Systematics and taxonomy
Currently no subspecies of the common snapping turtle are recognized. The former subspecies osceola is now considered a synonym of serpentina, while the other former subspecies Chelydra rossignonii and Chelydra acutirostris are both recognized as full species.
Snapping turtles have "fierce" dispositions; however, when encountered in the water, they usually slip quietly away from any disturbance. Snapping turtles have evolved the ability to snap because unlike other turtles, they are too large to hide in their own shells when confronted. Snapping is their defense mechanism. However, these turtles rarely bite humans; they usually flee when threatened.
The snapper is an aquatic ambush hunter, capturing its prey with its beak-like jaws.
The common snapping turtle is not an ideal pet. Its neck is very flexible, and the turtle can bite its handler even if picked up by the sides of its shell. It will make a hissing sound when it is threatened or encountered; however, when in the water and unprovoked, they are fairly docile toward humans.
It is a common misconception that common snapping turtles may be safely picked up by the tail with no harm to the animal; in fact, this has a high chance of injuring the turtle, especially the tail itself and the vertebral column. Lifting the turtle with the hands is difficult and dangerous. Snappers can stretch their necks back across their own carapace and to their hind feet on either side to bite. Also, their claws are sharp and capable of inflicting significant lacerations. When they feel stressed, they will release a musky odor from behind their legs.
It may be tempting to rescue a snapping turtle found in a road by getting it to bite a stick and then dragging it out of immediate danger. This action can, however, severely scrape the legs and underside of the turtle and allow for deadly infections in the wounds. The safest way to pick up a common snapping turtle is holding it by its plastron.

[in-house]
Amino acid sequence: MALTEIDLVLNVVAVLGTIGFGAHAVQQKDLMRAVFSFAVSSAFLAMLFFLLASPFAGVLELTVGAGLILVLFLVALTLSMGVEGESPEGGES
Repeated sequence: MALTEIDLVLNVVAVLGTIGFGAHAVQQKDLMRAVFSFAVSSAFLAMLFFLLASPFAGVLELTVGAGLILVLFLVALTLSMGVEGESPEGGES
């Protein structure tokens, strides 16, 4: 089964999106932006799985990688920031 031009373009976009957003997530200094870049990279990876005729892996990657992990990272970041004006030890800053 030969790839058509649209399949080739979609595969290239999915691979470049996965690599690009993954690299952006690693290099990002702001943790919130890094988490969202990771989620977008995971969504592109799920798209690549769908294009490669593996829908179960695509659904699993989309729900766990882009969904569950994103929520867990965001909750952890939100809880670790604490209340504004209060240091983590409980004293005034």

In Italy in recent years large mature adult Chelydra serpentina have been taken from bodies of water throughout the country. They were most probably introduced by the unwise release of pets. In March 2011 an individual weighing 20 kilograms (44 lb) was captured in a canal near Rome; another individual was captured near Rome in September 2012.
The common snapper was the central feature of a famous American political cartoon. Published in 1808 in protest at the Jeffersonian Embargo Act of 1807, the cartoon depicted a snapping turtle, jaws locked fiercely to an American trader who was attempting to carry a barrel of goods onto a British ship. The trader was seen whimsically uttering the words "Oh! this cursed Ograbme" ("embargo" spelled backwards). This piece is widely considered a pioneering work within the genre of the modern political cartoon.
The year 2006 saw the snapping turtle declared the state reptile of New York by a sweeping vote of the New York Legislature after being popularly chosen by the state's public elementary school children.